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tv   Making Money With Charles Payne  FOX Business  May 6, 2022 2:00pm-3:00pm EDT

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neil: all right, dow about 262 points heading back to session lows right now, maybe, maybe, my buddy charles payne can correct all of this. he's right now, hey, charles. charles: we have back to back treacherous friday so we'll do serious heavy lifting, neil. good afternoon, everyone i'm charles payne this is "making money" and the market is trying to fight back after yesterday's very ugly session which only added to really what is one of the most maybe the most difficult year you've ever had in the market, so by now, everyone's having to go back to the drawing board and many have actually skipped out on this market. i get it, pressure bust but also pressure makes diamonds i've got some of the very best on the show to help you stay the course. and ed yardeni is one of them, he became more circumstance um
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secretary, yet a long term outlook, rather, i think will have your approval, meanwhile americans drifting from capital ism has heaven hassett raising the alarm and the two most power powerful men in america, their messages keep backfiring, what biden and powell must do to help ease this and i'll sit down with larry kudlow to discuss how we should view and grade progress in this great country in america , all that and so much more on "making money." so the nature of this market 2022 means that everyone, and i mean everyone, has had to go back to the drawing board, or at the very least, make adjustments to their game plan that they maybe have felt so comfortable, even confident about at the start of the year. let's face it the stock market has been slammed, only energy is shining, bonds are in a generational meltdown, that has far reaching implications for investors particularly folks
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who thought they were safe, from typical market gyrations. the bottom line here, is that there are times when you must make adjustments and certainly its been this year. to quote boxing legend mike tyson, everyone has got a plan until they get punched in the mouth. joining me now, yardeni president, ed yardeni and you made an adjustment early on to your s&p 500 outlook , changed your year-end target obviously it's a brilliant move in hindsight. what are some of the things you've done or tinkering with right now? >> well, as i'm looking at the markets i see a tremendous amount of pessimism, certainly sentiment as indicators have been extremely pessimistic and it's usually a good indicator that at least you should start looking at possibly buying. i'm also clearly, like everybody else, looking for any sign of a peak in inflation and believe it or not, i think we can actually see some in the wage numbers that came out this morning. i look at on the three-month annualized basis, and wage inflation on that basis seems to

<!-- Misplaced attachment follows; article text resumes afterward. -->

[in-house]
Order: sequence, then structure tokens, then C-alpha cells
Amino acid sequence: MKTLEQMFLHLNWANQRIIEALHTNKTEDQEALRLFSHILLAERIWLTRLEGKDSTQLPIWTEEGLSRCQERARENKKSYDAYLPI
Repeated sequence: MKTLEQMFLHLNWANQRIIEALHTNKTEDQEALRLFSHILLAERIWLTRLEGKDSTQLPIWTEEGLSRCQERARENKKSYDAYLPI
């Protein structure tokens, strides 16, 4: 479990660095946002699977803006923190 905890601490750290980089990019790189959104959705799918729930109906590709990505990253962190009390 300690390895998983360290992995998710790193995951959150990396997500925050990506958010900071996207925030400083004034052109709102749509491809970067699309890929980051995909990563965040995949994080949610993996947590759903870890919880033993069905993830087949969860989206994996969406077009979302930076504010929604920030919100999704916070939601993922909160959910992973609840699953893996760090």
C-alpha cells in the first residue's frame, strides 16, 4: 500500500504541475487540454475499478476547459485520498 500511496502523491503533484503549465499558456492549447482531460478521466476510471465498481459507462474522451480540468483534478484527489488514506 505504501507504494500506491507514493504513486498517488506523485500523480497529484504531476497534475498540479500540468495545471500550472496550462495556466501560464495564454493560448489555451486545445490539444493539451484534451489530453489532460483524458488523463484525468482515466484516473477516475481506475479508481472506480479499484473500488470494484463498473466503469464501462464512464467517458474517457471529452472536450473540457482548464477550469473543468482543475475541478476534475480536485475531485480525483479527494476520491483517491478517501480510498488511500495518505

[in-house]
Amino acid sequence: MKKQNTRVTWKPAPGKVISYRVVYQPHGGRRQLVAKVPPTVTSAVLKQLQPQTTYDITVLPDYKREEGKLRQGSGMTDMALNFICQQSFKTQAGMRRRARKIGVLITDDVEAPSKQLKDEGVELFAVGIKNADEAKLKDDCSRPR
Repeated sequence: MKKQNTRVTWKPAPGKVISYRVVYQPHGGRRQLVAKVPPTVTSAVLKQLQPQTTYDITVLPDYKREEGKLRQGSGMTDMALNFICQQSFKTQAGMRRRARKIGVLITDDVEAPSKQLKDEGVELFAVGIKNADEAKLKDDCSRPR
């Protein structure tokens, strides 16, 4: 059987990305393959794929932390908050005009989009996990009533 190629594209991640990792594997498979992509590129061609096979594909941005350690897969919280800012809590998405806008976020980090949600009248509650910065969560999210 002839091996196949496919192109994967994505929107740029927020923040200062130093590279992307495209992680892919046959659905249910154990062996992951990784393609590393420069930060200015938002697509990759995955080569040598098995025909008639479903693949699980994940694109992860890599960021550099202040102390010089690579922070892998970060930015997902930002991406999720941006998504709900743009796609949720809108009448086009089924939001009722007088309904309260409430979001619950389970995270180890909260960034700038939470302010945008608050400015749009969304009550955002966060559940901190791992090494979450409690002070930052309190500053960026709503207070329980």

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be moderating somewhat. the same thing and analysis leads me to the same conclusion with the consumption deflation. on the other hand, we had the unit labor cost inflation, the productivity numbers the other day, that was the day the market turned really ugly and i think it turned really ugly yesterday, because of unit labor cost numbers. charles: and we should point out that's a quarterly number so as you smooth them out you may have something that's more reflective of what's happening now as opposed to what might have been happening at the beginning of the year, so i mean , we can add a caveat to it, right? so we are seeing wild swings, particularly this week. when you see the wild swings like two days ago almost every stock was up. yesterday almost every stock was down. is that a market that's searching for a bottom or one that's going to fall through a trap door? >> well, i think it's searching for a bottom, but i think there's still a tremendous amount of fear that the fed is way behind the inflation curve and has a ways to go, but i
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think what people are not really focusing on is that the fact is financial conditions have already tightened up dramatically. we see the two year note already at two and a half, 2.6%. we see the 10 year treasury bond at 3%, so it's true. the fed has a ways to go in raising rates, but because it turned so hawkish earlier this year the financial markets have already done a lot of the tightening for the fed, and as a result, i think the fed is just going to be a laggard here. you know, way back when in the early 80s i talked about the bond vigilantes as being a force for keeping a lid on inflation and i think that's what the we're seeing here. i think the dow vigilantes are doing quite a job here in slowing the economy down and there is a case to be made for inflation moderating. charles: if i recall correctly you actually coined the term bond vigilantes everyone is wondering where they have been, so hello.